You can tell a lot about a country by the quality of its buildings and the stories behind them.
Historic Environment Scotland commissioned five popular writers to bring together Who Built Scotland, telling the story of the nation in an off-kilter way.
Between them, the authors have picked 25 buildings from across the nation, but don’t expect them all to be obvious choices.
So while the Forth Road Bridge, Auld Alloway Kirk, Glasgow Cathedral, Edinburgh Castle and Stirling Castle all feature – it wouldn’t be an accurate portrayal of Scotland if they didn’t – there are also some more obscure yet fascinating tales to be told from constructions the length of the country.
And it’s not all about the hustle and bustle of our main cities.
The writers have travelled across the country, visiting abandoned islands and lonely glens, and have picked out a series of diverse buildings, old and new.
Alexander McCall Smith tours the wondrous, macabre Surgeons’ Hall and sets foot on the sacred ground of Iona’s ancient abbey. Alistair Moffat discovers a lost whisky village in the wilds of Strathconon, and climbs up through the vertiginous layers of history at Edinburgh Castle. James Robertson goes from the standing stones of Callanish to the humble cottage of Hugh MacDiarmid, via the engineering colossus of the Forth Rail Bridge. James Crawford experiences the change from a packed crowd at Hampden Park to an off-grid eco-bothy on the Isle of Eigg.
Kathleen Jamie searches for the traces of our first family hearths in the Cairngorms and makes a midsummer journey to Shetland to meet the unlikely new inhabitants of an Iron Age broch.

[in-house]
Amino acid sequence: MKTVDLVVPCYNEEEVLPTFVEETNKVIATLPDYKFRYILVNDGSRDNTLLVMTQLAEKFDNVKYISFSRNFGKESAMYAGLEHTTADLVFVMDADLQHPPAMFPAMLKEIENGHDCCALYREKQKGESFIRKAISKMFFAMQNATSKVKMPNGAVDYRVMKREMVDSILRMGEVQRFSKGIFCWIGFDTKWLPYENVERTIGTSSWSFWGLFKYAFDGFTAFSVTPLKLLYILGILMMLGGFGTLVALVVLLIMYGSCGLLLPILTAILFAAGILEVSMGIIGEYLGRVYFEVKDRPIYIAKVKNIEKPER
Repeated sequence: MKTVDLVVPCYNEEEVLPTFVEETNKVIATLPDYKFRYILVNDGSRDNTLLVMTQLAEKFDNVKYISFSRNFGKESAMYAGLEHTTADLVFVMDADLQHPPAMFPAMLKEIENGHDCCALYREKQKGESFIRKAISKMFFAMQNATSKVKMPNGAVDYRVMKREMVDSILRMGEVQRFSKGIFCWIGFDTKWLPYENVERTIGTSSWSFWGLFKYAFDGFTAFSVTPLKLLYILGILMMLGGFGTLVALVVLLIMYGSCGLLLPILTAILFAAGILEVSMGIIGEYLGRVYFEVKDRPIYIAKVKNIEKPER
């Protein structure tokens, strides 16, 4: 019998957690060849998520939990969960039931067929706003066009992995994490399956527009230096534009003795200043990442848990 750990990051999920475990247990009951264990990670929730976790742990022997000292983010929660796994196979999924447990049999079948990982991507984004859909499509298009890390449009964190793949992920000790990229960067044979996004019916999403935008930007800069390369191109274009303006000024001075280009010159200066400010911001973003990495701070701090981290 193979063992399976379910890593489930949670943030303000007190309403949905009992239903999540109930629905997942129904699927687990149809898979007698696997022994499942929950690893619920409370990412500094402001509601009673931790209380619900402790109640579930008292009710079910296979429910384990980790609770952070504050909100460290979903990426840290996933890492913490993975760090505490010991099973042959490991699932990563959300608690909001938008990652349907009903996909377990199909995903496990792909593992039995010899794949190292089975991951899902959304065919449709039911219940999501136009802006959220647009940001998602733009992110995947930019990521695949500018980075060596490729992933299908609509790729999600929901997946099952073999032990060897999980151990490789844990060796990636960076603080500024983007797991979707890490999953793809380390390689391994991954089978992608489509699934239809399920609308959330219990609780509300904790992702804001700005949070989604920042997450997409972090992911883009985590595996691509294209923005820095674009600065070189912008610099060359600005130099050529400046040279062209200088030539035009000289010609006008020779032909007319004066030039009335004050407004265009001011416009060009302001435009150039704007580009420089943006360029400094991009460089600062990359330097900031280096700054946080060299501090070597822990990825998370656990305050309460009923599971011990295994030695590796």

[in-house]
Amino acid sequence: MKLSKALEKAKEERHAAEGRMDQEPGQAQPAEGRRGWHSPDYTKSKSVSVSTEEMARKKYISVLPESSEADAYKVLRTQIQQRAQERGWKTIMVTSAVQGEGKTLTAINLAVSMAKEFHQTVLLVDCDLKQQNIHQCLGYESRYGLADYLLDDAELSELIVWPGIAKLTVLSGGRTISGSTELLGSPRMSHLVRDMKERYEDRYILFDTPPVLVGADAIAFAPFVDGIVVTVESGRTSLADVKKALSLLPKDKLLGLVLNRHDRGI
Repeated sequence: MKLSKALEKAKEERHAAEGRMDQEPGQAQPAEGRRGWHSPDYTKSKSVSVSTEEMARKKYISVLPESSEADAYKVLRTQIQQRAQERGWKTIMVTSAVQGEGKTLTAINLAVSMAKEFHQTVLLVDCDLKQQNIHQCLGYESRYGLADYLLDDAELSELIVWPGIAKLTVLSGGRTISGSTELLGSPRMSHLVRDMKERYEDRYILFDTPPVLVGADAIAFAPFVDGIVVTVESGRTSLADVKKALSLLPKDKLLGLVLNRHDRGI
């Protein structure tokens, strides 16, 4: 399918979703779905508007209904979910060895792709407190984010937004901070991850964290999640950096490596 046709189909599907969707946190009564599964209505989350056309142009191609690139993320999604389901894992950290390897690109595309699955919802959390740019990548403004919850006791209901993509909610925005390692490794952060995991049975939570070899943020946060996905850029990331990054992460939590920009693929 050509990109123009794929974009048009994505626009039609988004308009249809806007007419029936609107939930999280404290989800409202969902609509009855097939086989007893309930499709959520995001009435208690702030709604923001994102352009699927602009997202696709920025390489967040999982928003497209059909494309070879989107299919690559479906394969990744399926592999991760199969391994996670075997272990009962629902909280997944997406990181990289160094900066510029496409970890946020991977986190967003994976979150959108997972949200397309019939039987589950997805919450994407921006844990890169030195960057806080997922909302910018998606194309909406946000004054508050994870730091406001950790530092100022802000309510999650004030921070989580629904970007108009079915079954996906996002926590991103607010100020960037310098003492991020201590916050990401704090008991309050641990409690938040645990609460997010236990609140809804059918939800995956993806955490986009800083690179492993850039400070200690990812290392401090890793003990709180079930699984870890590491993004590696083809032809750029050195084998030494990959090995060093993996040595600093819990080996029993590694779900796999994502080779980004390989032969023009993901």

But one story that will pull at the heartstrings is her essay on Maggie’s Centre, a support facility which opened in Kirkcaldy in 2006.
It highlights the plight of Maggie Jencks, who was told that her breast cancer had returned five years after treatment, and had spread throughout her body.
Her vision was for the creation of a home-from-home for cancer patients who could leave the confines of their own residences and go somewhere peaceful and relaxing to talk to others.
Who Built Scotland is a fascinating alternative take on the country’s social, political and cultural histories. Moving from Neolithic families, exiled hermits and ambitious royal dynasties to Highland sheiling girls, peasant poets, Enlightenment philosophers and iconoclastic artists, it places our people, our ideas and our passions at the heart of our architecture and archaeology.
While the buildings are the focus of this book, the stories of the people who built them and use them are what really stay in the mind.
It’s easy to think of buildings as inanimate but this book demonstrates the life behind them.
The people of Scotland have helped to shape the buildings, but in turn, the buildings have helped to shape us.
Who Built Scotland, by Alexander McCall Smith, Alistair Moffat, James Crawford, James Robertson and Kathleen Jamie, published by Historic Environment Scotland, £20
Scottish Field rating: *****
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